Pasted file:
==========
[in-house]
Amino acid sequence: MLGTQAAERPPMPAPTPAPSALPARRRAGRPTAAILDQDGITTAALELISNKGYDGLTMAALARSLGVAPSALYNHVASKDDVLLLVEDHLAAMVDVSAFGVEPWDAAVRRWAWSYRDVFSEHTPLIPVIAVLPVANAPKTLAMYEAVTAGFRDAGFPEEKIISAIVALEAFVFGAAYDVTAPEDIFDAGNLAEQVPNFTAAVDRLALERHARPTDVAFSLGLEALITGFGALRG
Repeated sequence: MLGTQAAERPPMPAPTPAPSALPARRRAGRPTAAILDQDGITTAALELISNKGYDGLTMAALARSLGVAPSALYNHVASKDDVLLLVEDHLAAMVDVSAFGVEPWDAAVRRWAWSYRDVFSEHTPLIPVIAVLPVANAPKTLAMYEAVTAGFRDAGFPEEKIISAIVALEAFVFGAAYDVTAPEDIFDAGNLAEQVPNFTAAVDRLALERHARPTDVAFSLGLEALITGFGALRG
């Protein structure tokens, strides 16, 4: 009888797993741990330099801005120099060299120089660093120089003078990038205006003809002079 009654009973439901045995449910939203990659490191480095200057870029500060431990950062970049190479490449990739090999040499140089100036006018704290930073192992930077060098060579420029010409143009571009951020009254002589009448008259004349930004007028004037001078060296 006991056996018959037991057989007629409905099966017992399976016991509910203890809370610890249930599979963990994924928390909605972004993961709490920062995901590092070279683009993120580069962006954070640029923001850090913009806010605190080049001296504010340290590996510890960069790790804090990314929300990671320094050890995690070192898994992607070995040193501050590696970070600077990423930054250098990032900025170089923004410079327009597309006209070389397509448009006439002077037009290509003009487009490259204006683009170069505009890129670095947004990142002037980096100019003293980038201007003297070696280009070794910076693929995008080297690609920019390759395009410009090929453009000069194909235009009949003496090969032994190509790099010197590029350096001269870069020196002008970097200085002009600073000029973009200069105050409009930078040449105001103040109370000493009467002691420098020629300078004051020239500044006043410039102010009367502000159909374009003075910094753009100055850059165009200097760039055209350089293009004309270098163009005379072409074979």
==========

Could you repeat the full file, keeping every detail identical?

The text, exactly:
[in-house]
Amino acid sequence: MLGTQAAERPPMPAPTPAPSALPARRRAGRPTAAILDQDGITTAALELISNKGYDGLTMAALARSLGVAPSALYNHVASKDDVLLLVEDHLAAMVDVSAFGVEPWDAAVRRWAWSYRDVFSEHTPLIPVIAVLPVANAPKTLAMYEAVTAGFRDAGFPEEKIISAIVALEAFVFGAAYDVTAPEDIFDAGNLAEQVPNFTAAVDRLALERHARPTDVAFSLGLEALITGFGALRG
Repeated sequence: MLGTQAAERPPMPAPTPAPSALPARRRAGRPTAAILDQDGITTAALELISNKGYDGLTMAALARSLGVAPSALYNHVASKDDVLLLVEDHLAAMVDVSAFGVEPWDAAVRRWAWSYRDVFSEHTPLIPVIAVLPVANAPKTLAMYEAVTAGFRDAGFPEEKIISAIVALEAFVFGAAYDVTAPEDIFDAGNLAEQVPNFTAAVDRLALERHARPTDVAFSLGLEALITGFGALRG
């Protein structure tokens, strides 16, 4: 009888797993741990330099801005120099060299120089660093120089003078990038205006003809002079 009654009973439901045995449910939203990659490191480095200057870029500060431990950062970049190479490449990739090999040499140089100036006018704290930073192992930077060098060579420029010409143009571009951020009254002589009448008259004349930004007028004037001078060296 006991056996018959037991057989007629409905099966017992399976016991509910203890809370610890249930599979963990994924928390909605972004993961709490920062995901590092070279683009993120580069962006954070640029923001850090913009806010605190080049001296504010340290590996510890960069790790804090990314929300990671320094050890995690070192898994992607070995040193501050590696970070600077990423930054250098990032900025170089923004410079327009597309006209070389397509448009006439002077037009290509003009487009490259204006683009170069505009890129670095947004990142002037980096100019003293980038201007003297070696280009070794910076693929995008080297690609920019390759395009410009090929453009000069194909235009009949003496090969032994190509790099010197590029350096001269870069020196002008970097200085002009600073000029973009200069105050409009930078040449105001103040109370000493009467002691420098020629300078004051020239500044006043410039102010009367502000159909374009003075910094753009100055850059165009200097760039055209350089293009004309270098163009005379072409074979």